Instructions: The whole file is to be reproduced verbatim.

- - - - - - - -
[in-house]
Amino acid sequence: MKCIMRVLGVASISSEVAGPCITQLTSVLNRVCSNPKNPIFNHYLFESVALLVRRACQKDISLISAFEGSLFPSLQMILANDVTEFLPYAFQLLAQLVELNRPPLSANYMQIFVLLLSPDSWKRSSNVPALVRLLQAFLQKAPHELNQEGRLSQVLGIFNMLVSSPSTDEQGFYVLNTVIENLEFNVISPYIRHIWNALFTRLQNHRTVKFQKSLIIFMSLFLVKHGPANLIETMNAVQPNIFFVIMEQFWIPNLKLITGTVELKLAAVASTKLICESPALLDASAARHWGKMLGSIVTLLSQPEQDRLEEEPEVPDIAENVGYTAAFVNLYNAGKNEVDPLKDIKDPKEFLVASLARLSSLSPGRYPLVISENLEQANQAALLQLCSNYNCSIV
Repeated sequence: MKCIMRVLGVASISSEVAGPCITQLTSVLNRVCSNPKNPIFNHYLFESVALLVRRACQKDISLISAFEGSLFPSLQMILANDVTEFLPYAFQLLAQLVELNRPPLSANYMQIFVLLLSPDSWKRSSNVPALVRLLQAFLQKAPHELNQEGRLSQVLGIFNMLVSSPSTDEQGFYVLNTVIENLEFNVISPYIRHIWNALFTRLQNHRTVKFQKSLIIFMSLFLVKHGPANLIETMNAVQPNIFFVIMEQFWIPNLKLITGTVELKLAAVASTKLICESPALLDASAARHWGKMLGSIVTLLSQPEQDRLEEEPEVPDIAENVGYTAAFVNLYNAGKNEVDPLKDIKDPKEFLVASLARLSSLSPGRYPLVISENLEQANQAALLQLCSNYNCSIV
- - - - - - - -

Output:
[in-house]
Amino acid sequence: MKCIMRVLGVASISSEVAGPCITQLTSVLNRVCSNPKNPIFNHYLFESVALLVRRACQKDISLISAFEGSLFPSLQMILANDVTEFLPYAFQLLAQLVELNRPPLSANYMQIFVLLLSPDSWKRSSNVPALVRLLQAFLQKAPHELNQEGRLSQVLGIFNMLVSSPSTDEQGFYVLNTVIENLEFNVISPYIRHIWNALFTRLQNHRTVKFQKSLIIFMSLFLVKHGPANLIETMNAVQPNIFFVIMEQFWIPNLKLITGTVELKLAAVASTKLICESPALLDASAARHWGKMLGSIVTLLSQPEQDRLEEEPEVPDIAENVGYTAAFVNLYNAGKNEVDPLKDIKDPKEFLVASLARLSSLSPGRYPLVISENLEQANQAALLQLCSNYNCSIV
Repeated sequence: MKCIMRVLGVASISSEVAGPCITQLTSVLNRVCSNPKNPIFNHYLFESVALLVRRACQKDISLISAFEGSLFPSLQMILANDVTEFLPYAFQLLAQLVELNRPPLSANYMQIFVLLLSPDSWKRSSNVPALVRLLQAFLQKAPHELNQEGRLSQVLGIFNMLVSSPSTDEQGFYVLNTVIENLEFNVISPYIRHIWNALFTRLQNHRTVKFQKSLIIFMSLFLVKHGPANLIETMNAVQPNIFFVIMEQFWIPNLKLITGTVELKLAAVASTKLICESPALLDASAARHWGKMLGSIVTLLSQPEQDRLEEEPEVPDIAENVGYTAAFVNLYNAGKNEVDPLKDIKDPKEFLVASLARLSSLSPGRYPLVISENLEQANQAALLQLCSNYNCSIV